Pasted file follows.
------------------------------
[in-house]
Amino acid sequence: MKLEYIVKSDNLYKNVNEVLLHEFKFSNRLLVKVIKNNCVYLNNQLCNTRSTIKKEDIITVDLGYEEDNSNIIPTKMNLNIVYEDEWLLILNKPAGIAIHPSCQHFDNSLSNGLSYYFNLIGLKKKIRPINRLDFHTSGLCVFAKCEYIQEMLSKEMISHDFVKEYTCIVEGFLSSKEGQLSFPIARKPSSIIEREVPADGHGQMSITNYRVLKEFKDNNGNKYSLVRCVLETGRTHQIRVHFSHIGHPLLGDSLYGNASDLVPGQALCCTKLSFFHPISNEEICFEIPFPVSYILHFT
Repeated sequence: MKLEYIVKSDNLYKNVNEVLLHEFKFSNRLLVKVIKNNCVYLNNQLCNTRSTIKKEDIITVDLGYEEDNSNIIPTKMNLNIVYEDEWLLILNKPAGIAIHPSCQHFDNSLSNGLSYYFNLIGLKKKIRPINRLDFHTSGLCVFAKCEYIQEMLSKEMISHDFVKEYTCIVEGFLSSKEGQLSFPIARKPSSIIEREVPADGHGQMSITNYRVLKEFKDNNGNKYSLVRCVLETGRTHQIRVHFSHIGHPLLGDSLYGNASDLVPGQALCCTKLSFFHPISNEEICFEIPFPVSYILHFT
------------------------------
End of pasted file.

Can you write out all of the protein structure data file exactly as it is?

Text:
[in-house]
Amino acid sequence: MKLEYIVKSDNLYKNVNEVLLHEFKFSNRLLVKVIKNNCVYLNNQLCNTRSTIKKEDIITVDLGYEEDNSNIIPTKMNLNIVYEDEWLLILNKPAGIAIHPSCQHFDNSLSNGLSYYFNLIGLKKKIRPINRLDFHTSGLCVFAKCEYIQEMLSKEMISHDFVKEYTCIVEGFLSSKEGQLSFPIARKPSSIIEREVPADGHGQMSITNYRVLKEFKDNNGNKYSLVRCVLETGRTHQIRVHFSHIGHPLLGDSLYGNASDLVPGQALCCTKLSFFHPISNEEICFEIPFPVSYILHFT
Repeated sequence: MKLEYIVKSDNLYKNVNEVLLHEFKFSNRLLVKVIKNNCVYLNNQLCNTRSTIKKEDIITVDLGYEEDNSNIIPTKMNLNIVYEDEWLLILNKPAGIAIHPSCQHFDNSLSNGLSYYFNLIGLKKKIRPINRLDFHTSGLCVFAKCEYIQEMLSKEMISHDFVKEYTCIVEGFLSSKEGQLSFPIARKPSSIIEREVPADGHGQMSITNYRVLKEFKDNNGNKYSLVRCVLETGRTHQIRVHFSHIGHPLLGDSLYGNASDLVPGQALCCTKLSFFHPISNEEICFEIPFPVSYILHFT